Posted by : Amanda Stein Friday, April 12, 2013

Virtualization has been sweeping through corporate IT despite the global slump we’re in. And with businesses expecting to finally start ramping up in 2013, firms that have been holding back on those investments are likely to push through. It’s likely to be a desktop virtualization avalanche.

A lot of people are welcoming what promises to be a new age of storage efficiency, reduced cost and generally more control over their assets. But the trend toward virtual desktop infrastructure is going to require some adjustments in the way that teams think about data security and backup storage.

Comparing Desktops and VDI on Data Protection & Backup

Desktop virtualization is different than traditional desktops when it comes to protecting information. The traditional wisdom kept that you just didn’t back up desktops; if you want to protect user data, you store it on the network. The attitude toward laptop storage was even worse; if it was stolen, lost or damaged, users were simply out of luck.

In a virtualized environment, IT departments are forced to solidify their policies in regard to the machines being virtualized, and that means standardizing data protection and backup policies. But often, the default response is to simply back up everything, which is often overkill in the other direction.

Let’s think about that for a minute: If you have 500 users, each with a 40 GB desktop image, that’s 20 TB of stored data. What’s in all those terabytes? A few hundred copies of Office, hundreds of Adobe products and everything in users’ recycle bins, just to name a few.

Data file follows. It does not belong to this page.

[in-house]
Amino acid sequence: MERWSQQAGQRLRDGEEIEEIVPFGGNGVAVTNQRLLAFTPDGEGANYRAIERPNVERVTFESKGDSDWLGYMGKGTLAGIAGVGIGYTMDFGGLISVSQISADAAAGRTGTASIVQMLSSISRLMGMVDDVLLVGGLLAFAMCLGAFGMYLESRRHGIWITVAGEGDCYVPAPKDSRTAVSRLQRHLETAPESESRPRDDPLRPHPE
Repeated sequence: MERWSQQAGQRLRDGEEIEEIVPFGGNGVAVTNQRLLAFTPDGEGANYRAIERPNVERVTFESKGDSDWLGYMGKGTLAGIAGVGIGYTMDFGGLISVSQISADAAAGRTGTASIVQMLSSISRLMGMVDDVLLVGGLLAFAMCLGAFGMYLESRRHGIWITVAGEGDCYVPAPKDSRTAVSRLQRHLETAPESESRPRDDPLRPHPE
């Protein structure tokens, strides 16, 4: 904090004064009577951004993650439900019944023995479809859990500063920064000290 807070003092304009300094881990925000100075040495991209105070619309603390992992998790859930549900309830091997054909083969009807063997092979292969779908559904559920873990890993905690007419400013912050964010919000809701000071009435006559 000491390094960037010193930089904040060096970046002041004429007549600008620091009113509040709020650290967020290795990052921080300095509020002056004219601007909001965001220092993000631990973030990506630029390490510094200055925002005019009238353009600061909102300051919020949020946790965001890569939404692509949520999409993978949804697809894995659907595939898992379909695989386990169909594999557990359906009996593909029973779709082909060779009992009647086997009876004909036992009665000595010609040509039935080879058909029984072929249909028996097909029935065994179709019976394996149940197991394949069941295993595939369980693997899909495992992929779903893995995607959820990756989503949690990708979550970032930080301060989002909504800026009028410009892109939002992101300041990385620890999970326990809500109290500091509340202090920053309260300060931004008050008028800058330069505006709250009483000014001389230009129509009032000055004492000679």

Full backup in VDI is attractive due to its simplicity, though. If you lose a server, all you have to do is restore the full machine. But if you’re only backing up selective data, restoration requires that you track their full configuration as well, restoring the apps, then the data and then they’re up and running.

Agent-based vs. Storage-based Backup

Implementing VDI also requires some planning with regard to exactly how you’ll accomplish backups. An agent-based solution will simply run as a client inside each virtual machine, backing up data periodically. The alternative is a storage-based backup, which runs entirely separate from the VM with no client.

One clear advantage of agent-based backup over the alternative is the ability to do continuous backups of selected data on each machine. The backup client can run in the background, trickling changes to backed-up directories into storage instead of doing a large, one-time dump of data.

The benefit of having a client is that you can be very selective about the folders that are backed up, leaving out the operating system files. The alternative is to simply grab a full disk image. Again, we’ve run up against this dichotomy of sacrificing storage in the name of simplicity.

Clearly, there are some conceptual and operational differences in protecting VDI than traditional desktop boxes or even virtual servers. Those differences are going to require some planning and scrutiny if any company is planning on implementing a virtualized infrastructure.

What’s your VDI storage strategy? Let us know in the comments.

About the Author: Jared Jacobs has professional and personal interests in everything technology. As an employee of Dell, he has to stay up to date on the latest trends and breakthroughs in large enterprise solutions and consumer electronics buying trends. In his spare time he is tinkering with sound systems and other awesome gadgets he can get his hands on. He’s also a big Rockets and Texans fan.

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